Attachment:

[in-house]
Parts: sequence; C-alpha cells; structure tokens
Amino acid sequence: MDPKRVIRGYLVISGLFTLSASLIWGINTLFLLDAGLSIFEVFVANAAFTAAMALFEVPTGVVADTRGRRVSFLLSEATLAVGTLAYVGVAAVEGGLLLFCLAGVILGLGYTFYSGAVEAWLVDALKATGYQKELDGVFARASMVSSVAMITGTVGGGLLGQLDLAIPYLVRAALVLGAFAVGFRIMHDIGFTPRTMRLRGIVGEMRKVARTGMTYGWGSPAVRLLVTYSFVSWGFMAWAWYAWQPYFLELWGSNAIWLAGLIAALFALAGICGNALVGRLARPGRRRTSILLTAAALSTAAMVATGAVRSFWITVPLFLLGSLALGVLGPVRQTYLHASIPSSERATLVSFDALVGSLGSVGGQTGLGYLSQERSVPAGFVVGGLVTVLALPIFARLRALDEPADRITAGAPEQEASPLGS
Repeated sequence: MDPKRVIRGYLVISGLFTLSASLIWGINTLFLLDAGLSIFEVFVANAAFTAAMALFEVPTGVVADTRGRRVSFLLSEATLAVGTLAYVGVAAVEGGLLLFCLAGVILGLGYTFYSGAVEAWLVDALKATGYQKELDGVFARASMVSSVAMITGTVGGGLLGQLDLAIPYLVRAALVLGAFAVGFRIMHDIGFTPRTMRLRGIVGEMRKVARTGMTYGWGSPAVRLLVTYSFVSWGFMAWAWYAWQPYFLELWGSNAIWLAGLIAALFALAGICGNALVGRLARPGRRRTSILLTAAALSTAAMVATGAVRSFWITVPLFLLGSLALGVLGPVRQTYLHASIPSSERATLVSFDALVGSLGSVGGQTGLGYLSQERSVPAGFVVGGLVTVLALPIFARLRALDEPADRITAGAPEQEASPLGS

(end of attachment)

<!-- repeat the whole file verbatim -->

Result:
[in-house]
Parts: sequence; C-alpha cells; structure tokens
Amino acid sequence: MDPKRVIRGYLVISGLFTLSASLIWGINTLFLLDAGLSIFEVFVANAAFTAAMALFEVPTGVVADTRGRRVSFLLSEATLAVGTLAYVGVAAVEGGLLLFCLAGVILGLGYTFYSGAVEAWLVDALKATGYQKELDGVFARASMVSSVAMITGTVGGGLLGQLDLAIPYLVRAALVLGAFAVGFRIMHDIGFTPRTMRLRGIVGEMRKVARTGMTYGWGSPAVRLLVTYSFVSWGFMAWAWYAWQPYFLELWGSNAIWLAGLIAALFALAGICGNALVGRLARPGRRRTSILLTAAALSTAAMVATGAVRSFWITVPLFLLGSLALGVLGPVRQTYLHASIPSSERATLVSFDALVGSLGSVGGQTGLGYLSQERSVPAGFVVGGLVTVLALPIFARLRALDEPADRITAGAPEQEASPLGS
Repeated sequence: MDPKRVIRGYLVISGLFTLSASLIWGINTLFLLDAGLSIFEVFVANAAFTAAMALFEVPTGVVADTRGRRVSFLLSEATLAVGTLAYVGVAAVEGGLLLFCLAGVILGLGYTFYSGAVEAWLVDALKATGYQKELDGVFARASMVSSVAMITGTVGGGLLGQLDLAIPYLVRAALVLGAFAVGFRIMHDIGFTPRTMRLRGIVGEMRKVARTGMTYGWGSPAVRLLVTYSFVSWGFMAWAWYAWQPYFLELWGSNAIWLAGLIAALFALAGICGNALVGRLARPGRRRTSILLTAAALSTAAMVATGAVRSFWITVPLFLLGSLALGVLGPVRQTYLHASIPSSERATLVSFDALVGSLGSVGGQTGLGYLSQERSVPAGFVVGGLVTVLALPIFARLRALDEPADRITAGAPEQEASPLGS